We bought our van already in its camper version. This meant we were saved a lot of hard design decisions, and knew straight away what storage space we had to work with. We basically live according to four boxes, which is how the benches in the van are arranged:

Coffee is an obvious essential, and we don’t use the sink so it’s great extra storage

  • Box 1: Clothes – his and hers storage spaces are allocated within the box, and that’s all there is. If we get new clothes, we have to sort out our area and get rid of something in its place. One pair of jeans will have to do, one pair of work trousers, one good winter coat etc. Shoes have a separate area, and there is one pair of boots, one pair of trainers, one pair of sandals and one pair of wellies per person.
  • Box 2: Kitchen stuff – pots and pans, cutlery, bowls and cooking utensils are here. So is some of our dry food. Who needs plates for eating? We serve straight from the saucepan and each grab a spoon. With just two gas hobs to cook on and no oven, we don’t need a great deal else. And who wants to wash up a load of cooking utensils, plates and cutlery when you live in a van?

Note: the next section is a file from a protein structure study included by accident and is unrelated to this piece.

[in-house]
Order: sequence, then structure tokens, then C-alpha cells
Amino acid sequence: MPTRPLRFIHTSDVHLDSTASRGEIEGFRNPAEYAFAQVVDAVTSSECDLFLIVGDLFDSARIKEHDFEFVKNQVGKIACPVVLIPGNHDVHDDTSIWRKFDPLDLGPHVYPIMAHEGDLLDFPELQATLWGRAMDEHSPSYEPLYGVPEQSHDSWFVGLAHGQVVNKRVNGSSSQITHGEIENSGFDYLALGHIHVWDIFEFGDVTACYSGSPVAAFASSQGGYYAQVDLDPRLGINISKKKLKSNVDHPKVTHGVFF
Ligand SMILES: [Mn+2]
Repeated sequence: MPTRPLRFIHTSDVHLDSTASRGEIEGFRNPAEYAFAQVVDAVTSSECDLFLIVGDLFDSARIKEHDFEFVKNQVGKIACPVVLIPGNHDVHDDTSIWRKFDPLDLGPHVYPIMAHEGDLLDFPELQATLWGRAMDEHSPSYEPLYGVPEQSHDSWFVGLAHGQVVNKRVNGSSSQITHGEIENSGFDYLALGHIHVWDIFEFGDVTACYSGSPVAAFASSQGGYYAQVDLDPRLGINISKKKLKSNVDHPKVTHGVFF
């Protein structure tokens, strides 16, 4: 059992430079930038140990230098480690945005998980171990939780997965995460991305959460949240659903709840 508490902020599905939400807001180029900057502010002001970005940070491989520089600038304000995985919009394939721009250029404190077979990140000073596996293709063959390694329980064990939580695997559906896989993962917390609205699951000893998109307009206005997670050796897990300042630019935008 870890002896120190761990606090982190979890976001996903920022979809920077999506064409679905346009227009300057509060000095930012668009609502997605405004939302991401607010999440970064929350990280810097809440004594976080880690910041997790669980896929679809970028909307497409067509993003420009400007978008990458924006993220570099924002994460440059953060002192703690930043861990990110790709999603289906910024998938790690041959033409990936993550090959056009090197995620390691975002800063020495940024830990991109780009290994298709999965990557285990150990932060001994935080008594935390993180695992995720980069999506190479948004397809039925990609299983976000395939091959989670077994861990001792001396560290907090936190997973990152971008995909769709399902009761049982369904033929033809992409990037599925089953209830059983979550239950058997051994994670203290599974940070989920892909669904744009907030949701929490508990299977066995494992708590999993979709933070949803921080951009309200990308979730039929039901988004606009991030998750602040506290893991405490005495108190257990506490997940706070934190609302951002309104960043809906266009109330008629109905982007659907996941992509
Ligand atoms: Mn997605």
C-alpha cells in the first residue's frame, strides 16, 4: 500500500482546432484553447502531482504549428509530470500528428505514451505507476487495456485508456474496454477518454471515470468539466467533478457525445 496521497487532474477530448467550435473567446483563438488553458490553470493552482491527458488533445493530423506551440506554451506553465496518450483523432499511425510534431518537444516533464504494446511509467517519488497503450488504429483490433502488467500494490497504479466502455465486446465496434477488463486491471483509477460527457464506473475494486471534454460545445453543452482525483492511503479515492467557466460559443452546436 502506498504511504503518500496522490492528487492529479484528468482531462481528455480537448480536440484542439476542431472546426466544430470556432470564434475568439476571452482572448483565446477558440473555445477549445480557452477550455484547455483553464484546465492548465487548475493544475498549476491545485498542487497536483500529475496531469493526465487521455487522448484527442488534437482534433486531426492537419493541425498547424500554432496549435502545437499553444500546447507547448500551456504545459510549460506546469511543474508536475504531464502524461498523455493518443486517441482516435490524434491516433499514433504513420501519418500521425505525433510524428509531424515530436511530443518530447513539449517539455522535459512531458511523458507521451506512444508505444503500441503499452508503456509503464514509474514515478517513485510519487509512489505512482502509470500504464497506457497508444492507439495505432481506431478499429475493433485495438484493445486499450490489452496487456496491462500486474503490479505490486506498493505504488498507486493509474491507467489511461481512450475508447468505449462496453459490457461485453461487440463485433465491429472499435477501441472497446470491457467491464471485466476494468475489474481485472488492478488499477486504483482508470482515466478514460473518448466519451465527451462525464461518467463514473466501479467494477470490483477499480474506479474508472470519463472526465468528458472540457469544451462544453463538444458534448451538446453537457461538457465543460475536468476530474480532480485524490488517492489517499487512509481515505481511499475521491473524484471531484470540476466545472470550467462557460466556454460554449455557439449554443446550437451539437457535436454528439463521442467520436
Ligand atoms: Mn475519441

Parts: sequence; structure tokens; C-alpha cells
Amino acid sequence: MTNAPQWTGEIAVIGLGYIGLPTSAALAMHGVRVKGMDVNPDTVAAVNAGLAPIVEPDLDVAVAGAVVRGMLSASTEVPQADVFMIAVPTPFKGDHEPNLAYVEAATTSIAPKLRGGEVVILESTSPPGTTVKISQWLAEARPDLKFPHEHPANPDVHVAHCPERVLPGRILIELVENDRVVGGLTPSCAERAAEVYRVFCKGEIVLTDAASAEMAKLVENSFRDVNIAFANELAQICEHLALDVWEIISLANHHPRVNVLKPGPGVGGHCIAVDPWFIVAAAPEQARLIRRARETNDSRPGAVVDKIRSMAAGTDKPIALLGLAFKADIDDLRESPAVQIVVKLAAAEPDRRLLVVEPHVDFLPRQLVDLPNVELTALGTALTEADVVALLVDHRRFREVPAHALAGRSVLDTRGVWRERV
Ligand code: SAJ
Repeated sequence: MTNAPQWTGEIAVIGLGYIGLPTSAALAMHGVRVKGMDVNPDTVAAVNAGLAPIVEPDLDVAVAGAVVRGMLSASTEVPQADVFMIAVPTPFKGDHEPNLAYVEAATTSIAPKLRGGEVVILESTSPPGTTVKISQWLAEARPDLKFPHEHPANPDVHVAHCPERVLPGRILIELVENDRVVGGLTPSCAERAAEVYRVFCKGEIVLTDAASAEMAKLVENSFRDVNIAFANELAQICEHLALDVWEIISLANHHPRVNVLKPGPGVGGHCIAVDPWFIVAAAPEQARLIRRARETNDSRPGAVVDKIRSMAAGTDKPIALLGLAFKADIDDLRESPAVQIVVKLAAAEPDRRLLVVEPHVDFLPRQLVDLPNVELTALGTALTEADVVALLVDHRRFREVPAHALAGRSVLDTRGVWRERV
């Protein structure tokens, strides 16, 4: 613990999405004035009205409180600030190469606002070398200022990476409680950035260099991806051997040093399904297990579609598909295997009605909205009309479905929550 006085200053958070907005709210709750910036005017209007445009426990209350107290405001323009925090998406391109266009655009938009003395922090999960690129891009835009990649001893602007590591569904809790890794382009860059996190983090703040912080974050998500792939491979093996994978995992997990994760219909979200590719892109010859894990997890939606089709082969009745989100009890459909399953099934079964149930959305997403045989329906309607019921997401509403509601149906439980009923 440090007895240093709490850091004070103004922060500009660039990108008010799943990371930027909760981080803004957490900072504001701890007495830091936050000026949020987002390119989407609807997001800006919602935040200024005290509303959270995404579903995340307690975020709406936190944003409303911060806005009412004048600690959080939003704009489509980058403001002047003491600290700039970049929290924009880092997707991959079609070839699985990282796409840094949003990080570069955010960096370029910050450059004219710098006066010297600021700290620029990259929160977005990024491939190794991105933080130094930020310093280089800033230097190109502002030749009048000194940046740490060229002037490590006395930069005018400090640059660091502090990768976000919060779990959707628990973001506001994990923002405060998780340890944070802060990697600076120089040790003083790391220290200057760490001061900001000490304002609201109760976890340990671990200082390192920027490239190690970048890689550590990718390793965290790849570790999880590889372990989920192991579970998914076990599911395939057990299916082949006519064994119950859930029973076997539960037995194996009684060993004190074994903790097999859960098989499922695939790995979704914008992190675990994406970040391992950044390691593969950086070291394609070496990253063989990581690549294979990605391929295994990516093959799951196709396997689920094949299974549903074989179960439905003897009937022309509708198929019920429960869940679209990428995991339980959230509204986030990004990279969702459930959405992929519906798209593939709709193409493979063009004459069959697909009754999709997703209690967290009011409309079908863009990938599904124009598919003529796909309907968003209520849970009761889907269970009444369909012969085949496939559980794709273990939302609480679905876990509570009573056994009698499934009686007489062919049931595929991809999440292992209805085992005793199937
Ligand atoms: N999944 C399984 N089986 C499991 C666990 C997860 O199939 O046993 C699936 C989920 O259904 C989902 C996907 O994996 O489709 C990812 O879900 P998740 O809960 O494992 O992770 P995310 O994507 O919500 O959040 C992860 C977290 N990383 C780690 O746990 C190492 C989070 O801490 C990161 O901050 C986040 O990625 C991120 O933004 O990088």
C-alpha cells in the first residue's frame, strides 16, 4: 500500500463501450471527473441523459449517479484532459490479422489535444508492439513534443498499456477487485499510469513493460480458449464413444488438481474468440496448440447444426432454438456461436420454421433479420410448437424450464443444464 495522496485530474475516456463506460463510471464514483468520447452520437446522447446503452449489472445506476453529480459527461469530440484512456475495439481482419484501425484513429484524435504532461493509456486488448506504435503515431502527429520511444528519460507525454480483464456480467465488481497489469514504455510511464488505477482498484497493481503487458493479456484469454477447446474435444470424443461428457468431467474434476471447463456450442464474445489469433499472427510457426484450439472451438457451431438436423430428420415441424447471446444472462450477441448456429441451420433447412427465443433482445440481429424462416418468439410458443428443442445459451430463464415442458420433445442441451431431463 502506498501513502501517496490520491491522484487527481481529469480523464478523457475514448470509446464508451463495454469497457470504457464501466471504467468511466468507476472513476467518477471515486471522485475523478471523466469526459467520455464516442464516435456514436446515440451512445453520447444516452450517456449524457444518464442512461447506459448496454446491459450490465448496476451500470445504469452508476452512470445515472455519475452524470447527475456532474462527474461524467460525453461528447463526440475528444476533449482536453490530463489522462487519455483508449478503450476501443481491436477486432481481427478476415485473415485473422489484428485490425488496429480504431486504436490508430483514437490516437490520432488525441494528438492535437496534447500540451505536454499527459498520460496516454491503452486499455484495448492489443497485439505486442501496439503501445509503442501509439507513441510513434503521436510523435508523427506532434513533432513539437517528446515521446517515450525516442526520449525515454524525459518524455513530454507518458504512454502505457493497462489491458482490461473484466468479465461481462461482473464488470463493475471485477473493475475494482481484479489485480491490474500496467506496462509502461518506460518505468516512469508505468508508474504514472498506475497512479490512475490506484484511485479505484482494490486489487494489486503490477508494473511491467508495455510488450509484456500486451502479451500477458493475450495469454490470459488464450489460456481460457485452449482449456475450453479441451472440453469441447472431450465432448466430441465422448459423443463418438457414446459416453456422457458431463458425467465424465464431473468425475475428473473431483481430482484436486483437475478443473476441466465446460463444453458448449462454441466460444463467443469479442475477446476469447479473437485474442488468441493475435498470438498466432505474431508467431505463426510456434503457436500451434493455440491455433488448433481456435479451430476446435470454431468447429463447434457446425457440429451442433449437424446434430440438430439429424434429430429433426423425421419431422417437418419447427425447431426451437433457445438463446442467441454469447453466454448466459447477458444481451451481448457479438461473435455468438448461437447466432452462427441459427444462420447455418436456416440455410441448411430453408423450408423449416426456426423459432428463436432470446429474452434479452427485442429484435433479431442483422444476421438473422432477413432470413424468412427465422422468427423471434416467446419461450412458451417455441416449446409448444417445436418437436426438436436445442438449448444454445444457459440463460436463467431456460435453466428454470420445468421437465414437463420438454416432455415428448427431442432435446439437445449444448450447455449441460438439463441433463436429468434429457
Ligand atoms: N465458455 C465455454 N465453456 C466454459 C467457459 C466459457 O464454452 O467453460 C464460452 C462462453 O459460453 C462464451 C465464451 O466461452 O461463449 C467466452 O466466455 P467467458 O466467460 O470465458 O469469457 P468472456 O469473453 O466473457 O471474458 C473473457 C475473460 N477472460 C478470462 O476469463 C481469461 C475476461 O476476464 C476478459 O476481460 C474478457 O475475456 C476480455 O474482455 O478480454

• Box 3: Tools – we are slowly but surely carving out life as mobile handymen (handypeople? handymen/women?), which means we need to have a few bits with us to be able to work. Since our van is more than 40 years old, we also want to keep the basics on hand to be able to knock him back into shape when he needs it. Tools may not be an essential for all van lifers, but they sure are for us.
  • Box 4: Miscellaneous – this is the random area for a few books, handcrafty and hobby things, towels and blankets.

We have a very useful cupboard that houses our gas bottle, a wonderful fridge that can run off the gas or electricity supply, and a cute arrangement of small shelves which is where essentials like coffee cups live. Added extras crammed into random spaces are a few cleaning supplies, a hammock and an air sofa. We did plan and want to fit a chair or two into our lives, but they were discarded in the carpark fury mentioned above and actually it turns out that they are not so needed.

It is true of course that when people have space, they tend to fill it up. We are not so enlightened to claim that should we return to a stationary home somewhere that it would not end up full to the brim with stuff we don’t use. But for now, we really love the fact that everything that we own and need is stored and carried with us in our tiny little home. It is a different way to live of course; at the moment we definitely wouldn’t change it.